Firearms, too

Continuing with Gerald Nathan Hodgson’s Northwest family narrative, with thanks to Michael Howard Hodgson:

The life that I was born into was one of second-hand goods, patch, repair, makeshift and make-do. The older children saved shoes in the summer by going barefoot. And Dad had a fretting time of it each fall when he had to buy the simplest of new clothes for the children to start school with. We always managed to eat though the diet was probably not always well balanced. I remember Mom telling about one particularly difficult time when she made water gravy out of brown flour without grease. We ate little wild meat till Victor was old enough to hunt.

Dad was quite a bird hunter in the prairie states but did little of any kind of hunting here. The guns he brought through were a double-barrel shotgun, 12 gauge, and an old Civil War percussion-cap musket, bored out into a shotgun, which he acquired as a boy and used to hunt prairie chicken and other birds for years afterwards. Which brings to mind his story, which he swore to be the truth, of hunting quail on a rainy day with the old musket. He saw two quail in a clump and fired one shot, after which he picked up 13 quail and two rabbits!

Lloyd’s family had the musket, the last I knew. Sidney carried it a Frontier Day parade. Mom shot an owl (or hawk) with it at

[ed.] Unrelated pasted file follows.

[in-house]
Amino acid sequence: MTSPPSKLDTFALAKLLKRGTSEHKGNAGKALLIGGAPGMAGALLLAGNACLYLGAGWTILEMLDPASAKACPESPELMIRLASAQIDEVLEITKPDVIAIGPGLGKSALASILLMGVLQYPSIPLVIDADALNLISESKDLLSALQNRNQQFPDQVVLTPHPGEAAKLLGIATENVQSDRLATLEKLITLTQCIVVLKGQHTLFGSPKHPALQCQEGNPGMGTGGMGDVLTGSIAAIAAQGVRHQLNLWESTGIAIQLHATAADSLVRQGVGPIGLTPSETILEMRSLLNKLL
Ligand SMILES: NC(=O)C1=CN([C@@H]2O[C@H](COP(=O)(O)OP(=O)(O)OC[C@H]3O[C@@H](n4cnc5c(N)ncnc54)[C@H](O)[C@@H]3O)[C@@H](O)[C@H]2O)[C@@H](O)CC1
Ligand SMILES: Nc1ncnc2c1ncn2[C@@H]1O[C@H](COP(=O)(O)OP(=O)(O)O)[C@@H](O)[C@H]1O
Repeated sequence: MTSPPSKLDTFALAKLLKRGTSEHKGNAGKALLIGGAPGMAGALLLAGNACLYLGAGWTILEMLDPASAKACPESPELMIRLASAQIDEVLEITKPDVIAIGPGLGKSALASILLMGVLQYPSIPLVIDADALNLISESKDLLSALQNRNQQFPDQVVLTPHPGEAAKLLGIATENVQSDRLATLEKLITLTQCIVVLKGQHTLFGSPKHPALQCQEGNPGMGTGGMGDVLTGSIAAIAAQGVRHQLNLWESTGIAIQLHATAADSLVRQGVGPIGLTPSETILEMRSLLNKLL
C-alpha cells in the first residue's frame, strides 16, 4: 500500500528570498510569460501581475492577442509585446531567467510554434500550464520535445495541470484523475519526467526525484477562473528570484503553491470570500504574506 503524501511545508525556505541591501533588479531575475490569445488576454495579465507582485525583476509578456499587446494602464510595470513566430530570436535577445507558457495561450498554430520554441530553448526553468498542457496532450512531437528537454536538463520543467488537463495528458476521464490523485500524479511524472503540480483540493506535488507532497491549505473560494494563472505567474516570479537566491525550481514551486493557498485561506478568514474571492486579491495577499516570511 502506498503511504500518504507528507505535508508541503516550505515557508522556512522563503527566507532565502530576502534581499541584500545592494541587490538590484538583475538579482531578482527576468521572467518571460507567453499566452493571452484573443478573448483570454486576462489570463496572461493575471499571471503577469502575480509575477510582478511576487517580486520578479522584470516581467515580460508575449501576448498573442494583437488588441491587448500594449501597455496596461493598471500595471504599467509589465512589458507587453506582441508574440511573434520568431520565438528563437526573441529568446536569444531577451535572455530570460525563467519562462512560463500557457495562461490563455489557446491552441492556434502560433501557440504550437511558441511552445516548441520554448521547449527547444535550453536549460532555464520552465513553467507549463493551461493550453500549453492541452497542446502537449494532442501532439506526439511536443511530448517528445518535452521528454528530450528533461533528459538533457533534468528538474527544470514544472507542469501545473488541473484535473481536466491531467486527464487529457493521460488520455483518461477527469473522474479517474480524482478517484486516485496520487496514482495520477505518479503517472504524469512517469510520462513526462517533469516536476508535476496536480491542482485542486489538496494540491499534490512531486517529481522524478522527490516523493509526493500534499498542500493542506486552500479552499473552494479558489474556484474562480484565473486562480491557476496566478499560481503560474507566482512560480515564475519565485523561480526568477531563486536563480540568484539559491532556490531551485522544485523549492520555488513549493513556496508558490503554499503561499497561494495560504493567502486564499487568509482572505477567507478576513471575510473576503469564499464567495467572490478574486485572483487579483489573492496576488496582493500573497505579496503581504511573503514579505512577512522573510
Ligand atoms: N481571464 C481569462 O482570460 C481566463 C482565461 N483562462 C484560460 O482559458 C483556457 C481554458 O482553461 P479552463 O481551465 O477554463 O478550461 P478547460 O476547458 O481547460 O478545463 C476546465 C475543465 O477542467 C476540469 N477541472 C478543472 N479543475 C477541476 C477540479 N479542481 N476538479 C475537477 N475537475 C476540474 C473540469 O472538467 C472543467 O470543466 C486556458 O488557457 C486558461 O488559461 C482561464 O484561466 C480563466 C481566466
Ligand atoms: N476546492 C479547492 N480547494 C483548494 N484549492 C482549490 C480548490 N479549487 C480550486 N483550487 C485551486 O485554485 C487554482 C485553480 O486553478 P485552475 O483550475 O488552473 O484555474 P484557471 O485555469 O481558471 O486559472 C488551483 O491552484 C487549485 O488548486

Grandma’s one time. Grandma had the gun but did not know it was loaded so she put a second charge on top of the first. The recoil knocked Mom on her back but she got the bird. I have read that Civil War muskets picked up on the battlefield sometimes had as many as five charges, one on top of another. An experienced person checked with the ramrod for depth.

Dad acquired a Winchester 38-40 Kings Improvement, patented in 1866, after he got out here. I have seen them mentioned in fiction but once — in a story by Ernest Haycox. He referred to it as ‘a nester’s gun’. It is not much different than the: oftmentioned 44-40 — both fired pistol ammunition. Victor killed several deer with it, and I killed one deer with it and at least three bears. It is not a legal hunting rifle today

Uncle Myron, at one time, had an old 45-70 single-shot army rifle which fired a 45 caliber slug from a long straight cartridge. In the 38-40, the forty appears to indicate size of the slug — the bullet in a .38 Smith and Wesson is much smaller. Of course, one might indicate hundredths of an inch and the other metric measure. I checked the 38-40 rifle’s muzzle and it is about 7/16 inch.

Dad also brought through a 32 pistol which he commonly carried most of his life when he was away from home. There were great number of stories he told about it.

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